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Amazing — incredible, unbelievable, improbable, fabulous, wonderful, fantastic, astonishing, astounding, extraordinary Anger — enrage, infuriate, arouse, nettle, exasperate, inflame, madden Angry — mad, furious, enraged, excited, wrathful, indignant, exasperated, aroused, inflamed Answer — reply, respond, retort, acknowledge Ask– — question, inquire of, seek information from, put a question to, demand, request, expect, inquire, query, interrogate, examine, quiz Awful — dreadful, terrible, abominable, bad, poor, unpleasant Beautiful — pretty, lovely, handsome, attractive, gorgeous, dazzling, splendid, magnificent, comely, fair, ravishing, graceful, elegant, fine, exquisite, aesthetic, pleasing, shapely, delicate, stunning, glorious, heavenly, resplendent, radiant, glowing, blooming, sparkling Begin — start, open, launch, initiate, commence, inaugurate, originate Break — fracture, rupture, shatter, smash, wreck, crash, demolish, atomize Come — approach, advance, near, arrive, reach Image courtesy:

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16 Government Types - Infographic Facts 16 Government Types The Way Governments Works Полиглот. Выучить английский язык за 16 часов! Интеллектуальное реалити шоу телеканала «Культура», интенсивный обучающий видео курс «Полиглот» представляет собой 16 занятий – уроков английского языка, целью которого является научиться говорить по-английски. Разработчиком этой уникальной системы, а также преподавателем во время всех занятий является Дмитрий Петров – известный в России лингвист, переводчик, полиглот, владеющий тридцатью языками. На занятиях присутствуют восемь учеников (являющиеся медийными лицами – телеведущие, режиссёры, актёры), которые практически не знают английский язык, разве что на уровне первоклассников средней школы. Но к концу курса, они уже смогут объясняться на английском языке, используя сложные и правильные словообороты. 1 Выпуск 2 Выпуск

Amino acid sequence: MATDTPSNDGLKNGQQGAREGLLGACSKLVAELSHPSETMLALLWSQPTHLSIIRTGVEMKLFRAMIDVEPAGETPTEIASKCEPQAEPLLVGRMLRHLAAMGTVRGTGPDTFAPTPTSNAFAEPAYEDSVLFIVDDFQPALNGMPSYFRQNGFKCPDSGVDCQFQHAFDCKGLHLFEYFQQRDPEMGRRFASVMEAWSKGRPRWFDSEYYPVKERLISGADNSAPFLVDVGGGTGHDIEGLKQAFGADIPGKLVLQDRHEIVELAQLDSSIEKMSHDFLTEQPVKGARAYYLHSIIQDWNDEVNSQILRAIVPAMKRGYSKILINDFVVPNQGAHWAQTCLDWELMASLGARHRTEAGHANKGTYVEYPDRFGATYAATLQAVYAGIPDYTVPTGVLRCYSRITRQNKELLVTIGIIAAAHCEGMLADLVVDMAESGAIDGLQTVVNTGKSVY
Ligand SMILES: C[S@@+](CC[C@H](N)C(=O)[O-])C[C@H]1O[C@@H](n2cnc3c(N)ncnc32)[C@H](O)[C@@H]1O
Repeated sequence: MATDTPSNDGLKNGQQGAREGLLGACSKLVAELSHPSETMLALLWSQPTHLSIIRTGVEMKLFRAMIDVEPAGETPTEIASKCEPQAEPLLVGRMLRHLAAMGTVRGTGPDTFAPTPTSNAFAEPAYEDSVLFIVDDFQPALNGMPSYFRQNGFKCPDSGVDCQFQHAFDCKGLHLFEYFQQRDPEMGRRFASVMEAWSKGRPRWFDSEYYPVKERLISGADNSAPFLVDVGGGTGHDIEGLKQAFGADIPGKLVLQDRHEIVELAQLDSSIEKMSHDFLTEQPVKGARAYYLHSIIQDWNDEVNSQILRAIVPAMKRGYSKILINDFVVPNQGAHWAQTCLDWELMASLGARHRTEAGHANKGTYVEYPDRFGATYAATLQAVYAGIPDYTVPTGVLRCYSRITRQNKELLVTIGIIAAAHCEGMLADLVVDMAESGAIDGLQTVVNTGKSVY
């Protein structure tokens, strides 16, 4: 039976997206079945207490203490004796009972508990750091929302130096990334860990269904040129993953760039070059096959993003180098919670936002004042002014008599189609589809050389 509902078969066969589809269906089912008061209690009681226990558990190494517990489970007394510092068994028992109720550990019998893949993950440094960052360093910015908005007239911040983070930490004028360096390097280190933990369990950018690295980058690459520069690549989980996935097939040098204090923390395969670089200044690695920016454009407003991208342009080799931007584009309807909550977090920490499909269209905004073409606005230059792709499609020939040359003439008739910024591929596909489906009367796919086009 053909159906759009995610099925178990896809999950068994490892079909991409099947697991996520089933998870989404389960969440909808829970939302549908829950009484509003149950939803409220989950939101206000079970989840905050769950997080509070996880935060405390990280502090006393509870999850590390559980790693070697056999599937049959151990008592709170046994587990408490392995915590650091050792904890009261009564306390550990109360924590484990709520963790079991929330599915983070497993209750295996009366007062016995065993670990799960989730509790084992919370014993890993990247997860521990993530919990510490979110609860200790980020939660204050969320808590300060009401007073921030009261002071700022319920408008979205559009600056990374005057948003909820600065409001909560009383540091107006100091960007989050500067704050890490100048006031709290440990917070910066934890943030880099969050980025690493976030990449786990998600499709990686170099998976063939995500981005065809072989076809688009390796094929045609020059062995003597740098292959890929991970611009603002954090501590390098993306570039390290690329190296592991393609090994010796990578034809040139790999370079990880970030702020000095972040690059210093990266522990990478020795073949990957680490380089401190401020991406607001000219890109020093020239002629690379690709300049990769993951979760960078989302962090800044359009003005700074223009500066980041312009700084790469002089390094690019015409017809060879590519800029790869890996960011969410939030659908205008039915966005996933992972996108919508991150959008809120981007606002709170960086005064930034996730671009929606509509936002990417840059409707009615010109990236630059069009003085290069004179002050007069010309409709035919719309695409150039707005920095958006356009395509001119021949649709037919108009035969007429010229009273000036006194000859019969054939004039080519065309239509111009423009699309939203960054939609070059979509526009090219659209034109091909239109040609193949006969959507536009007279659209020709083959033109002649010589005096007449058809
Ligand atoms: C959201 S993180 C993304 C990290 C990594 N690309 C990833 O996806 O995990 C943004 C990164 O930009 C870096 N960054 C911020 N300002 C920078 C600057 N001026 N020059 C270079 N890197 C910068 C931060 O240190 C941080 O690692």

Types of Reasoning Disciplines > Argument > Types of Reasoning Reasoning within an argument gives the rationale behind why one choice, for example should be selected over another. Types of reasoning include: Abduction: the process of creating explanatory hypotheses. Backwards Reasoning: Start from what you want and work back. Butterfly Logic: How people often argue. Сериал Друзья все сезоны смотреть онлайн на английском языке ДрузьяНа английском языке Все сезоны сериала Друзья онлайн на английском Смотрите онлайн все сезоны сериала Друзья на английском языке в хорошем качестве (HD) при этом абсолютно бесплатно.

Astronomy Answers: Coincidence Periods Loading [MathJax]/jax/output/CommonHTML/fonts/TeX/fontdata.js 1. Introduction At least 2500 years ago astronomers in Babylon discovered that solareclipses and lunar eclipses often recur under similar circumstances after 223 synodical months (counted according to the phases of the Moon, not according to the western calendar) or about 6585⅓ days. This period is nowadays called the saros. We call a series of eclipses that each occur one saros after the previous one a saros series.

Изучение английского языка. Godwin's law Mike Godwin (2010) Godwin's law (or Godwin's Rule of Nazi Analogies)[1][2] is an Internet adage asserting that "As an online discussion grows longer, the probability of a comparison involving Nazis or Hitler approaches 1" [2][3]—​ that is, if an online discussion (regardless of topic or scope) goes on long enough, sooner or later someone will compare someone or something to Hitler or Nazism. Promulgated by American attorney and author Mike Godwin in 1990,[2] Godwin's Law originally referred, specifically, to Usenet newsgroup discussions.[4] It is now applied to any threaded online discussion, such as Internet forums, chat rooms and blog comment threads, as well as to speeches, articles and other rhetoric.[5][6] In 2012, "Godwin's Law" became an entry in the third edition of the Oxford English Dictionary.[7] Corollaries and usage[edit]

Poe's law Confusion of parody and sincere expression Poe's law is an adage of Internet culture stating that, without a clear indicator of the author's intent, it is impossible to create a parody of extreme views so obviously exaggerated that it cannot be mistaken by some readers for a sincere expression of the views being parodied.[1][2][3] The original statement, by Nathan Poe, read:[1] Without a winking smiley or other blatant display of humor, it is utterly impossible to parody a Creationist in such a way that someone won't mistake for the genuine article. Origin[edit]